Sunday, March 11, 2007

Trying My Hand at Gardening

Man, was it hot today. We hit 90+ degrees here in Eagle Rock. I didn't mind it so much since it's dry heat (this is the desert, after all), but sheesh, was it hot.

This weekend was a hugemongo milestone for me. Yesterday I went to the Armstrong nursery in Glendale and bought two camellias (one red, one pink) and one vertical growing Japanese shrub. I also bought some special camellia soil. Why camellias? We have one in the back yard that's thriving without any help from us, so I thought the safest thing would be to plant a couple more out front. My gardening confidence is fairly low, so I need to start with something easy, with a decent probability of success.

Shopping for plants is fun. So today I dragged Mr. Octopus to Burkard's, which is a family-owned nursery in Pasadena. Burkard's has a lot of stuff that Armstrong doesn't (fruit trees, in particular), but it's also more expensive. We stocked up on shrubs: a rosemary bush, two blue salvias and two lavender bushes. All drought-resistant and easy to grow.

We got home at 4pm and it was still friggin hot. I waited an hour or two before I started doing anything. First order of business: weeding. Awww man, weeding is no joke. It's so much more than just pulling and yanking. It's squatting, digging, pulling, yanking, shaking, more yanking and more shaking. And, of course, you gotta be careful not to get dirt in your eyes. Weeding is work. Anyone who tells you differently is a liar.

After a full hour of weeding-- and mind you, I was only weeding a 10' by 2' area-- I drafted Mr. Octopus to help me dig some holes. He was a willing party, so I was happy about that. So we laid out where we would put the stuff and he dug the holes. Then we filled the holes up with soil and mulch (secret: you can buy mulch-- it's like nutritious dirt or something, no biggie), dropped in our little plants and drenched it in water. Voila! We gardened!

A few thoughts about the experience:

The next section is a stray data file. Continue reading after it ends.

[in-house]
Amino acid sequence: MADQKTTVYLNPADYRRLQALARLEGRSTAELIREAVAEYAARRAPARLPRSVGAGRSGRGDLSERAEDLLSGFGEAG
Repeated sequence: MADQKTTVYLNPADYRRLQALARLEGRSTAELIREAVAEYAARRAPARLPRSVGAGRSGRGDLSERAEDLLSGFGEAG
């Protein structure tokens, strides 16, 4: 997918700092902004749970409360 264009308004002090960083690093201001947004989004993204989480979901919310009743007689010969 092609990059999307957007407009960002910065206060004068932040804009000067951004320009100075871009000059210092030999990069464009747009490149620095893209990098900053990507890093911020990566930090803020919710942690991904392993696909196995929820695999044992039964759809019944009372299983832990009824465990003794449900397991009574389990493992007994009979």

1. I kinda like it. It's gratifying -- in the way that only manual labor can be.

2. It's a good way to see the neighbors, without having conversations with them. A quick 'Hi, How ya doing?' and you feel like part of the community.

3. I can see how this can get all-consuming. The mere act of weeding can ignite the O.C.D. in you. I can totally see myself looking at my 10' by 2' gardening experiment every day, zooming in on whether those damn weeds are coming back and plucking them before they take over.

4. There's all sorts of stuff you need to buy in order to garden. There's the plants, of course. But there's stuff besides that. I have a shovel (well, shovels actually) and gloves, but I quickly realized that I also need shoes/clogs/crocs, a mat for all that kneeling and gardening clothes (crappy old stuff that you would throw out if you weren't planning on gardening).

5. Lastly, but most importantly, I really hope these things grow. I picked no-brainer plants, so I will be really discouraged if they die.


Kris said...

I'm jealous. I was on our little deck this weekend thinking that it's probably time to start filling our little 6" planters. I think I'm going to do lots of chives. They grow like crazy and look sort of like wild grass.

Octopus Grigori said...

I like digging holes.

junebee said...

Good luck! Personally, I will clean the house ALL day before I'd do any bit of yard work. Bugs and all that.

creative-type dad said...

I like digging holes too. Where else am I going to bury the neighbors.

We use to plant every year but nothing would grow. They would just sort of die-slowly and then turn into weeds.
Now we have a gardner and make him plant stuff.